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World Bank estimates show fall in India’s poverty rate

The global poverty line, previously pegged at $1.25 a day, has been revised to $1.90 a day (nearly Rs.130).

The global poverty line, previously pegged at $1.25 a day, has been revised to $1.90 a day (nearly Rs.130).  

The World Bank has revised the global poverty line, previously pegged at $1.25 a day to $1.90 a day (approximately Rs. 130). This has been arrived at based on an average of the national poverty lines of 15 poorest economies of the world. The poverty lines were converted from local currency into U.S. dollars using the new 2011 Purchasing Power Parity (PPP) data.

In its latest report ‘Ending Extreme Poverty, Sharing Prosperity: Progress and Policies’, authors Marcio Cruz, James Foster, Bryce Quillin, and Phillip Schellekkens, note that world-wide poverty has shown a decline under these new estimates.

The latest headline estimate for 2012 based on the new data suggests that close to 900 million people (12.8 per cent of the global population) lived in extreme poverty.

Compared with 2011, this number represents continued poverty reduction, as the headcount estimate then, using 2011 PPP data, was 987 million people (14.2 percent of global population). Further, tentative projections for global poverty in 2015 suggest that the global headcount may have reached 700 million, leading to a poverty rate of 9.6 per cent.

With the Sustainable Development Goals adopted in September, seeking to end all forms of poverty world over, the World Bank Group has set itself the target of bringing down the number of people living in extreme poverty to less than 3 per cent of the world population by 2030.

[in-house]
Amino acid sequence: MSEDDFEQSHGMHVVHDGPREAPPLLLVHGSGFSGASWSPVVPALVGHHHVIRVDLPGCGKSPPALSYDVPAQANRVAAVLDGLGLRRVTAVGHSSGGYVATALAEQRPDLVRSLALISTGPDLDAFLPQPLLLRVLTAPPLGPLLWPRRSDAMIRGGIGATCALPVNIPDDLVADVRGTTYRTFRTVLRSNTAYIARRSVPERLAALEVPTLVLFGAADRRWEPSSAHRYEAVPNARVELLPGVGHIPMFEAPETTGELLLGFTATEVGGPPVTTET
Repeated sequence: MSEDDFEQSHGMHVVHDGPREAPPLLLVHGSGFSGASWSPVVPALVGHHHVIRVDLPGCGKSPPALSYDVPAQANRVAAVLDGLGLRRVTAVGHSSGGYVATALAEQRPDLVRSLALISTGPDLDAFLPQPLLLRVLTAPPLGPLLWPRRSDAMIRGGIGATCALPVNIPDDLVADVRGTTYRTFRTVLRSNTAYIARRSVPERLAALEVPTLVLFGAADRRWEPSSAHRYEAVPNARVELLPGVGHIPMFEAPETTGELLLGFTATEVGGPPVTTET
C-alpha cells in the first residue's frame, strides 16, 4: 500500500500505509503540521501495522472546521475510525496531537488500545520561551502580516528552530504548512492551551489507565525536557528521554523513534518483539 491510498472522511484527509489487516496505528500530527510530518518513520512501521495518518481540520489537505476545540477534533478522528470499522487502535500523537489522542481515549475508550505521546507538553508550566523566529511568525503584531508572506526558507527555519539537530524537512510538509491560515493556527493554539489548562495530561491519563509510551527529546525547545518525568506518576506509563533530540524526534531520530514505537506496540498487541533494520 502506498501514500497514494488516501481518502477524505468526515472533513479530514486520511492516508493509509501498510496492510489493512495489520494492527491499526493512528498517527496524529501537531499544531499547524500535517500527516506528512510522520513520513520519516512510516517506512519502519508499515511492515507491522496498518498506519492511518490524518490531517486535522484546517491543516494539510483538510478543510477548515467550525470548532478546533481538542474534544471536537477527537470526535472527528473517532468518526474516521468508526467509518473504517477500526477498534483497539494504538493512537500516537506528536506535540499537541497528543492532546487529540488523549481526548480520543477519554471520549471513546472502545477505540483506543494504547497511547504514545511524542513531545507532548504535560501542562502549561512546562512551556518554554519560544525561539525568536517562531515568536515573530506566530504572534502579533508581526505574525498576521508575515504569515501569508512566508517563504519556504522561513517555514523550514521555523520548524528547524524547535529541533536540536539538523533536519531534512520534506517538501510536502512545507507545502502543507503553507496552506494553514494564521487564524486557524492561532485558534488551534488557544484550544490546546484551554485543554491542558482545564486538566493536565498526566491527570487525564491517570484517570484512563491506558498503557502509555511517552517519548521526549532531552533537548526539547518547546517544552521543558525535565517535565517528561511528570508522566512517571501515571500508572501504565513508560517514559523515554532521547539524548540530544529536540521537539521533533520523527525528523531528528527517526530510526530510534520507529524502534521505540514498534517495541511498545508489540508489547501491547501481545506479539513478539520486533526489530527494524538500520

The 2015 Multidimensional Poverty Index (MPI) counts 1.6 billion people as multi-dimensionally poor, with the largest global share in South Asia and the highest intensity in Sub-Saharan Africa.

Though home to the largest number of poor in 2012, India’s poverty rate is one of the lowest among those countries with the largest number of poor, a latest World Bank report notes. Also in the case of India, with large numbers of people clustered close to the poverty line, poverty estimates are significantly different, depending on the recall period in the survey, the authors note.

Since 2015 is the target year for the Millennium Development Goals, the assessment of changes in poverty over time is best based on the Uniform Reference Period consumption method, which uses a 30-day recall period for calculating consumption expenditures, as per the report. This method, used to set the baseline poverty rates for India in 1990, shows India’s poverty rate for 2011/12 to be 21.2 per cent.

By comparison, the Modified Mixed Reference Period (MMRP), which contains a shorter, 7-day recall period for some food items, leads to higher estimates of consumption and, therefore, lower poverty estimates. “We expect that the MMRP-based estimate (currently at 12.4% for India) will set the baseline for India and global poverty estimates,” a World Bank spokesperson told The Hindu .

More country-specific details will be available once the Global Monitoring Report, using the new estimates, is launched in Washington DC on October 7.



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